Sensors 2011, 11(9), 8741-8750; doi:10.3390/s110908741
Received: 4 August 2011 / Revised: 29 August 2011 / Accepted: 1 September 2011 / Published: 8 September 2011
Cited by 2 | PDF Full-text (456 KB) | HTML Full-text | XML Full-text
Abstract
In this study, power losses in polymer optical fiber (POF) subjected to cyclic tensile loadings are studied experimentally. The parameters discussed are the cyclic load level and the number of cycles. The results indicate that the power loss in POF specimens increases [...] Read more.
In this study, power losses in polymer optical fiber (POF) subjected to cyclic tensile loadings are studied experimentally. The parameters discussed are the cyclic load level and the number of cycles. The results indicate that the power loss in POF specimens increases with increasing load level or number of cycles. The power loss can reach as high as 18.3% after 100 cyclic loadings. Based on the experimental results, a linear equation is proposed to estimate the relationship between the power loss and the number of cycles. The difference between the estimated results and the experimental results is found to be less than 3%. Full article
(This article belongs to the Special Issue Optical Fiber Sensors 2012)
Open AccessArticle Simultaneous Intrinsic and Extrinsic Parameter Identification of a Hand-Mounted Laser-Vision Sensor
Sensors 2011, 11(9), 8751-8768; doi:10.3390/s110908751
Received: 18 August 2011 / Revised: 5 September 2011 / Accepted: 6 September 2011 / Published: 9 September 2011
Cited by 2 | PDF Full-text (868 KB) | HTML Full-text | XML Full-text
Abstract
In this paper, we propose a simultaneous intrinsic and extrinsic parameter identification of a hand-mounted laser-vision sensor (HMLVS). A laser-vision sensor (LVS), consisting of a camera and a laser stripe projector, is used as a sensor component of the robotic measurement system, [...] Read more.
In this paper, we propose a simultaneous intrinsic and extrinsic parameter identification of a hand-mounted laser-vision sensor (HMLVS). A laser-vision sensor (LVS), consisting of a camera and a laser stripe projector, is used as a sensor component of the robotic measurement system, and it measures the range data with respect to the robot base frame using the robot forward kinematics and the optical triangulation principle. For the optimal estimation of the model parameters, we applied two optimization techniques: a nonlinear least square optimizer and a particle swarm optimizer. Best-fit parameters, including both the intrinsic and extrinsic parameters of the HMLVS, are simultaneously obtained based on the least-squares criterion. From the simulation and experimental results, it is shown that the parameter identification problem considered was characterized by a highly multimodal landscape; thus, the global optimization technique such as a particle swarm optimization can be a promising tool to identify the model parameters for a HMLVS, while the nonlinear least square optimizer often failed to find an optimal solution even when the initial candidate solutions were selected close to the true optimum. The proposed optimization method does not require good initial guesses of the system parameters to converge at a very stable solution and it could be applied to a kinematically dissimilar robot system without loss of generality. Full article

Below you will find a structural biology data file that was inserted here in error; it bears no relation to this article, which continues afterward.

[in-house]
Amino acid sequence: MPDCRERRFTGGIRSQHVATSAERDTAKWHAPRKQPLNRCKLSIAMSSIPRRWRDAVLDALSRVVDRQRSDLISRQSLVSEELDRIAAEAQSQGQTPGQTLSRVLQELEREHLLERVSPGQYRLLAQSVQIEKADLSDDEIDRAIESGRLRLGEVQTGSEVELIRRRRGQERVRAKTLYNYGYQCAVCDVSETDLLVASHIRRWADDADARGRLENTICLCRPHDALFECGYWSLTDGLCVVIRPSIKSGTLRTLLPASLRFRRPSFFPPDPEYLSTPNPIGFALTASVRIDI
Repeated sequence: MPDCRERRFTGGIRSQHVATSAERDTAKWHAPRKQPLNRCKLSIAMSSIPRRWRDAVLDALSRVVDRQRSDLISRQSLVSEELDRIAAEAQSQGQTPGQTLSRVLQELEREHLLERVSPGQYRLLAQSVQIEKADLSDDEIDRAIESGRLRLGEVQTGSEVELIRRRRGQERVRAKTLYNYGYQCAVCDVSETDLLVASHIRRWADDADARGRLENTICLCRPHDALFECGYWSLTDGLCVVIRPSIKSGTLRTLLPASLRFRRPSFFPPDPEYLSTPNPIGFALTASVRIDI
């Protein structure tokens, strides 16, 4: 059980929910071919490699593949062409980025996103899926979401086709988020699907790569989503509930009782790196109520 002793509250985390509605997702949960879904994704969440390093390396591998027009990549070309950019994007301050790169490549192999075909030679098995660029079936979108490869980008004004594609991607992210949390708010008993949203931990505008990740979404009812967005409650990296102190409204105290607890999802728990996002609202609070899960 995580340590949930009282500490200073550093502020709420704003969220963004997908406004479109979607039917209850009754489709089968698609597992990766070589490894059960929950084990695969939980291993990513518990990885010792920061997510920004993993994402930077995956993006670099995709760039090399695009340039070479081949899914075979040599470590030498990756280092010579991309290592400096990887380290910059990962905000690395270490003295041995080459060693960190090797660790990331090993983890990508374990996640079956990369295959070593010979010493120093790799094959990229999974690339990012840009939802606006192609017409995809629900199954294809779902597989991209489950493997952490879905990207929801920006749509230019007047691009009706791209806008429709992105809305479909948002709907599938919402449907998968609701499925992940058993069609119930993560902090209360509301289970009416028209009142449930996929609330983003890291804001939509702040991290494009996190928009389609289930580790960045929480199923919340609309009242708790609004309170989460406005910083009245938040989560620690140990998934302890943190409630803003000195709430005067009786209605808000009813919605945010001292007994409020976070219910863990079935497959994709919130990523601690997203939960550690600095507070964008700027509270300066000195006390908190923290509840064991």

(This article belongs to the Section Physical Sensors)
Open AccessArticle Gamma-Ray Sterilization Effects in Silica Nanoparticles/γ-APTES Nanocomposite-Based pH-Sensitive Polysilicon Wire Sensors
Sensors 2011, 11(9), 8769-8781; doi:10.3390/s110908769
Received: 13 August 2011 / Revised: 7 September 2011 / Accepted: 8 September 2011 / Published: 13 September 2011
Cited by 3 | PDF Full-text (1904 KB) | HTML Full-text | XML Full-text
Abstract
In this paper, we report the γ-ray sterilization effects in pH-sensitive polysilicon wire (PSW) sensors using a mixture of 3-aminopropyltriethoxysilane (γ-APTES) and polydimethylsiloxane (PDMS)-treated hydrophobic fumed silica nanoparticles (NPs) as a sensing membrane. pH analyses showed that the γ-ray irradiation-induced sensitivity degradation [...] Read more.
In this paper, we report the γ-ray sterilization effects in pH-sensitive polysilicon wire (PSW) sensors using a mixture of 3-aminopropyltriethoxysilane (γ-APTES) and polydimethylsiloxane (PDMS)-treated hydrophobic fumed silica nanoparticles (NPs) as a sensing membrane. pH analyses showed that the γ-ray irradiation-induced sensitivity degradation of the PSW pH sensor covered with γ-APTES/silica NPs nanocomposite (γ-APTES+NPs) could be restored to a condition even better than prior to γ-ray irradiation by 40-min of post-sterilization room-temperature UV annealing. We found that the trapping charges caused by γ-ray sterilization primarily concentrated in the native oxide layer for the pH sensor covered with γ-APTES, but accumulated in the γ-APTES+NPs layer for the γ-APTES+NPs-covered sensor. It is believed that mixing the PDMS-treated silica NPs into g-APTES provides many g-APTES/SiO2 interfaces for the accumulation of trapping charges and for post-sterilization UV oxidation, thus restoring γ-ray-induced sensor degradation. The PDMS-treated silica NPs not only enhance the sensitivity of the pH-sensitive PSW sensors but are also able to withstand the two-step sterilization resulting from γ-ray and UV irradiations. This investigation suggests γ-ray irradiation could be used as a highly-efficient sterilization method for γ-APTES-based pH-sensitive biosensors. Full article